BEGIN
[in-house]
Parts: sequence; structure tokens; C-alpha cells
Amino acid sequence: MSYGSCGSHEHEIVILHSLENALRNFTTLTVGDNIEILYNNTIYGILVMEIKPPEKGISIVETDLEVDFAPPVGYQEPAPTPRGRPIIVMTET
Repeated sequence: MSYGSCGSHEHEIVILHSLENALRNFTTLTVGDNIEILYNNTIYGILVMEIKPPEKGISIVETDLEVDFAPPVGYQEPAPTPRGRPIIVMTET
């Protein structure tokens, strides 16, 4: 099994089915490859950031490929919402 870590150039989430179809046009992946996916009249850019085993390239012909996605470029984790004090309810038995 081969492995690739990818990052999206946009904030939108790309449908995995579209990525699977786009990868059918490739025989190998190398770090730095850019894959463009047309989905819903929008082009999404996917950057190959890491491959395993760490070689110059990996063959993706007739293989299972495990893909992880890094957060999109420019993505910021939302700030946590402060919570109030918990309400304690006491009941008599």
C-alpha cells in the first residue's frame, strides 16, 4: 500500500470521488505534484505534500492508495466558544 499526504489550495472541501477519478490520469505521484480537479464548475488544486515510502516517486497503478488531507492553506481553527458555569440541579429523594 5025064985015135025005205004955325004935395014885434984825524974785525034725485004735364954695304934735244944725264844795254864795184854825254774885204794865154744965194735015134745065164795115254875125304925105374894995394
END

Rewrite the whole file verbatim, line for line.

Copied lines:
[in-house]
Parts: sequence; structure tokens; C-alpha cells
Amino acid sequence: MSYGSCGSHEHEIVILHSLENALRNFTTLTVGDNIEILYNNTIYGILVMEIKPPEKGISIVETDLEVDFAPPVGYQEPAPTPRGRPIIVMTET
Repeated sequence: MSYGSCGSHEHEIVILHSLENALRNFTTLTVGDNIEILYNNTIYGILVMEIKPPEKGISIVETDLEVDFAPPVGYQEPAPTPRGRPIIVMTET
């Protein structure tokens, strides 16, 4: 099994089915490859950031490929919402 870590150039989430179809046009992946996916009249850019085993390239012909996605470029984790004090309810038995 081969492995690739990818990052999206946009904030939108790309449908995995579209990525699977786009990868059918490739025989190998190398770090730095850019894959463009047309989905819903929008082009999404996917950057190959890491491959395993760490070689110059990996063959993706007739293989299972495990893909992880890094957060999109420019993505910021939302700030946590402060919570109030918990309400304690006491009941008599």
C-alpha cells in the first residue's frame, strides 16, 4: 500500500470521488505534484505534500492508495466558544 499526504489550495472541501477519478490520469505521484480537479464548475488544486515510502516517486497503478488531507492553506481553527458555569440541579429523594 5025064985015135025005205004955325004935395014885434984825524974785525034725485004735364954695304934735244944725264844795254864795184854825254774885204794865154744965194735015134745065164795115254875125304925105374894995394